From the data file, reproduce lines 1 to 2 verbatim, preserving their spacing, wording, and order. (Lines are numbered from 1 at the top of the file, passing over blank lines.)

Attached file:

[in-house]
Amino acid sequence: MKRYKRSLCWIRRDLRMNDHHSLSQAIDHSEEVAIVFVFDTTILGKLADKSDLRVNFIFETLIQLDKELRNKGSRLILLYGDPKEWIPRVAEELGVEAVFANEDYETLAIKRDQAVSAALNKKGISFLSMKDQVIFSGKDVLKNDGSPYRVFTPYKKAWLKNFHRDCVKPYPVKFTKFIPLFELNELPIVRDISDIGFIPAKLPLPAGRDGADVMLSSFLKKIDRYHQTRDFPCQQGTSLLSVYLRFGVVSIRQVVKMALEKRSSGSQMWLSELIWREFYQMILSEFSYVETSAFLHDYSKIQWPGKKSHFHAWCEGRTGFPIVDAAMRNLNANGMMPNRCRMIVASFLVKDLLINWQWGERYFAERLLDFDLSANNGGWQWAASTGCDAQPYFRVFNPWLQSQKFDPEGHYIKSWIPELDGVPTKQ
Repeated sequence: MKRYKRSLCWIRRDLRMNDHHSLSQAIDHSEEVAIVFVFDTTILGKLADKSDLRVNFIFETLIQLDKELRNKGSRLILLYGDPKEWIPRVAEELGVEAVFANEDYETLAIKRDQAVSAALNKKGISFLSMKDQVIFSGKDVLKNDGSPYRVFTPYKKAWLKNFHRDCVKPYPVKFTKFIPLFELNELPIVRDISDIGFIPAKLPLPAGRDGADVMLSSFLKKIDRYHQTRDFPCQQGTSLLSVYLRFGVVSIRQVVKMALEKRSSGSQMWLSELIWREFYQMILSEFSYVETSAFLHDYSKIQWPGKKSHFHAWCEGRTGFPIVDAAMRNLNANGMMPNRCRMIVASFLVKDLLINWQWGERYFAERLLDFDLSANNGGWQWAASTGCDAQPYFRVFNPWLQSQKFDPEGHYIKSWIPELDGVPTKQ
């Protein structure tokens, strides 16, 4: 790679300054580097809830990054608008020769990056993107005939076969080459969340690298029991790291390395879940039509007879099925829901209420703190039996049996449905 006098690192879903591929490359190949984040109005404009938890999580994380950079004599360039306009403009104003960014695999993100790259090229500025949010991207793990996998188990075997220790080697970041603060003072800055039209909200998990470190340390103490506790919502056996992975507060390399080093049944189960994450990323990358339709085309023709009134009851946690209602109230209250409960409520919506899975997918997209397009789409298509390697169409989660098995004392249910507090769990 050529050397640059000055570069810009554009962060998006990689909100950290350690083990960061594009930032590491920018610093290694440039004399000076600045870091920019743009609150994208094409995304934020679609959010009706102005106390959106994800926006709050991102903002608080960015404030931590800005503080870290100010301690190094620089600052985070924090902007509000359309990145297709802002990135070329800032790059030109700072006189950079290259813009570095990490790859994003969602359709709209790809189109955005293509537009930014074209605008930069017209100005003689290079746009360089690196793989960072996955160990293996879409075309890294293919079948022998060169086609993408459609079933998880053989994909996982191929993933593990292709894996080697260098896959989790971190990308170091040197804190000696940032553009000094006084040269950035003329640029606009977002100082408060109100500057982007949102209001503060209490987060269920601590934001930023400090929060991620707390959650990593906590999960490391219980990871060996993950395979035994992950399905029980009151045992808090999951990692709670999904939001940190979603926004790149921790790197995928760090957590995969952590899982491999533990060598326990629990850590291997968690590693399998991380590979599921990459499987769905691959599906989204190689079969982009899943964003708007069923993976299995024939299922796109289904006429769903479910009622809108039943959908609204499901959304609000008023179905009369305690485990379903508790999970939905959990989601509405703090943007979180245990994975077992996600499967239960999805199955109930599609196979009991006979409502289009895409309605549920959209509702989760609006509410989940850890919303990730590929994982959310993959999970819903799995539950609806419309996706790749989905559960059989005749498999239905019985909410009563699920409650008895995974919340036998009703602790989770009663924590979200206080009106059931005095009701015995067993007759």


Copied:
[in-house]
Amino acid sequence: MKRYKRSLCWIRRDLRMNDHHSLSQAIDHSEEVAIVFVFDTTILGKLADKSDLRVNFIFETLIQLDKELRNKGSRLILLYGDPKEWIPRVAEELGVEAVFANEDYETLAIKRDQAVSAALNKKGISFLSMKDQVIFSGKDVLKNDGSPYRVFTPYKKAWLKNFHRDCVKPYPVKFTKFIPLFELNELPIVRDISDIGFIPAKLPLPAGRDGADVMLSSFLKKIDRYHQTRDFPCQQGTSLLSVYLRFGVVSIRQVVKMALEKRSSGSQMWLSELIWREFYQMILSEFSYVETSAFLHDYSKIQWPGKKSHFHAWCEGRTGFPIVDAAMRNLNANGMMPNRCRMIVASFLVKDLLINWQWGERYFAERLLDFDLSANNGGWQWAASTGCDAQPYFRVFNPWLQSQKFDPEGHYIKSWIPELDGVPTKQ